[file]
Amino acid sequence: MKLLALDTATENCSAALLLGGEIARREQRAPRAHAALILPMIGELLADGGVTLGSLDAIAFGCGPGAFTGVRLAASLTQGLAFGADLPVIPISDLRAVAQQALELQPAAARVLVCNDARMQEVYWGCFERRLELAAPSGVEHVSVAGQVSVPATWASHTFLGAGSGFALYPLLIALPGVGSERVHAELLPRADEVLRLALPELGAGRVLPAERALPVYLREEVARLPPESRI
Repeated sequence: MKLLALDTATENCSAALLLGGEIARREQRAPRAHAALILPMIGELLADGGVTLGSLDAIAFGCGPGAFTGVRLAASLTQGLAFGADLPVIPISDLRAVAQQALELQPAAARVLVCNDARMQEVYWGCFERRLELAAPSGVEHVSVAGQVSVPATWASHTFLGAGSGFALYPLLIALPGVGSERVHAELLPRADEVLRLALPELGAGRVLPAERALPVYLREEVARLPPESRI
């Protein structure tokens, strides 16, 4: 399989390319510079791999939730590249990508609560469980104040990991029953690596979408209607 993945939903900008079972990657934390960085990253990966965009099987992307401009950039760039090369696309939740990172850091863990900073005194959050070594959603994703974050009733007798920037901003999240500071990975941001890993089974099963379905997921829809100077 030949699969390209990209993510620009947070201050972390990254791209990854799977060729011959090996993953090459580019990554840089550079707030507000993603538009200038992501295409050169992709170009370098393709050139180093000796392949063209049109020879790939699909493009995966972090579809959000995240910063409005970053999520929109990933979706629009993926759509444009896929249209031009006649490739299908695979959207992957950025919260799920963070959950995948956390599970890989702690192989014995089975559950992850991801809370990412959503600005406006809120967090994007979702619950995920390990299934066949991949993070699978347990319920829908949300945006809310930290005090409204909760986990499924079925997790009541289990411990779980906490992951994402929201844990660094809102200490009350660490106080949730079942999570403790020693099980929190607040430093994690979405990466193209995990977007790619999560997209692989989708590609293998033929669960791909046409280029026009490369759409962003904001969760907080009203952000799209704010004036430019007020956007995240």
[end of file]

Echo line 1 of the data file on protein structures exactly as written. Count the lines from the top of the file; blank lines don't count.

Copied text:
Amino acid sequence: MKLLALDTATENCSAALLLGGEIARREQRAPRAHAALILPMIGELLADGGVTLGSLDAIAFGCGPGAFTGVRLAASLTQGLAFGADLPVIPISDLRAVAQQALELQPAAARVLVCNDARMQEVYWGCFERRLELAAPSGVEHVSVAGQVSVPATWASHTFLGAGSGFALYPLLIALPGVGSERVHAELLPRADEVLRLALPELGAGRVLPAERALPVYLREEVARLPPESRI